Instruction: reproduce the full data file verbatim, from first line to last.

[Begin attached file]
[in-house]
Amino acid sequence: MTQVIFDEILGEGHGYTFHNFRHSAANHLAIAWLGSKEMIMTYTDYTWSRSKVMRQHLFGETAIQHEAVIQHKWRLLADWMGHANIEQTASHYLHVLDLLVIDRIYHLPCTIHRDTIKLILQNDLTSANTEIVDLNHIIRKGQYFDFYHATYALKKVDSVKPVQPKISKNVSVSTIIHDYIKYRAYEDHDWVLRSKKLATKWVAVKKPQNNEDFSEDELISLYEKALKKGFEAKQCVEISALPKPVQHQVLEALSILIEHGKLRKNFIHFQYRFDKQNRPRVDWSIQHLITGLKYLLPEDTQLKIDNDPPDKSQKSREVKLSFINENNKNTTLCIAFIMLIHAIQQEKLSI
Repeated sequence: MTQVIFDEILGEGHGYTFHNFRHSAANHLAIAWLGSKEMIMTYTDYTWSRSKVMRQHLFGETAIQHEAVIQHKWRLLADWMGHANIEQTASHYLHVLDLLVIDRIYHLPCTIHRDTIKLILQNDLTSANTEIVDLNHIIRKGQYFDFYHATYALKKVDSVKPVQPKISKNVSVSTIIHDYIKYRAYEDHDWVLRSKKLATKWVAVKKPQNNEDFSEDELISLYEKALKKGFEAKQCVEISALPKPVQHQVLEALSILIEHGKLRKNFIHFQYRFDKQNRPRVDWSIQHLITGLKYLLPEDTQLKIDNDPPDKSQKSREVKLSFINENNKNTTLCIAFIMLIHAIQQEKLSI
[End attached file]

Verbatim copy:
[in-house]
Amino acid sequence: MTQVIFDEILGEGHGYTFHNFRHSAANHLAIAWLGSKEMIMTYTDYTWSRSKVMRQHLFGETAIQHEAVIQHKWRLLADWMGHANIEQTASHYLHVLDLLVIDRIYHLPCTIHRDTIKLILQNDLTSANTEIVDLNHIIRKGQYFDFYHATYALKKVDSVKPVQPKISKNVSVSTIIHDYIKYRAYEDHDWVLRSKKLATKWVAVKKPQNNEDFSEDELISLYEKALKKGFEAKQCVEISALPKPVQHQVLEALSILIEHGKLRKNFIHFQYRFDKQNRPRVDWSIQHLITGLKYLLPEDTQLKIDNDPPDKSQKSREVKLSFINENNKNTTLCIAFIMLIHAIQQEKLSI
Repeated sequence: MTQVIFDEILGEGHGYTFHNFRHSAANHLAIAWLGSKEMIMTYTDYTWSRSKVMRQHLFGETAIQHEAVIQHKWRLLADWMGHANIEQTASHYLHVLDLLVIDRIYHLPCTIHRDTIKLILQNDLTSANTEIVDLNHIIRKGQYFDFYHATYALKKVDSVKPVQPKISKNVSVSTIIHDYIKYRAYEDHDWVLRSKKLATKWVAVKKPQNNEDFSEDELISLYEKALKKGFEAKQCVEISALPKPVQHQVLEALSILIEHGKLRKNFIHFQYRFDKQNRPRVDWSIQHLITGLKYLLPEDTQLKIDNDPPDKSQKSREVKLSFINENNKNTTLCIAFIMLIHAIQQEKLSI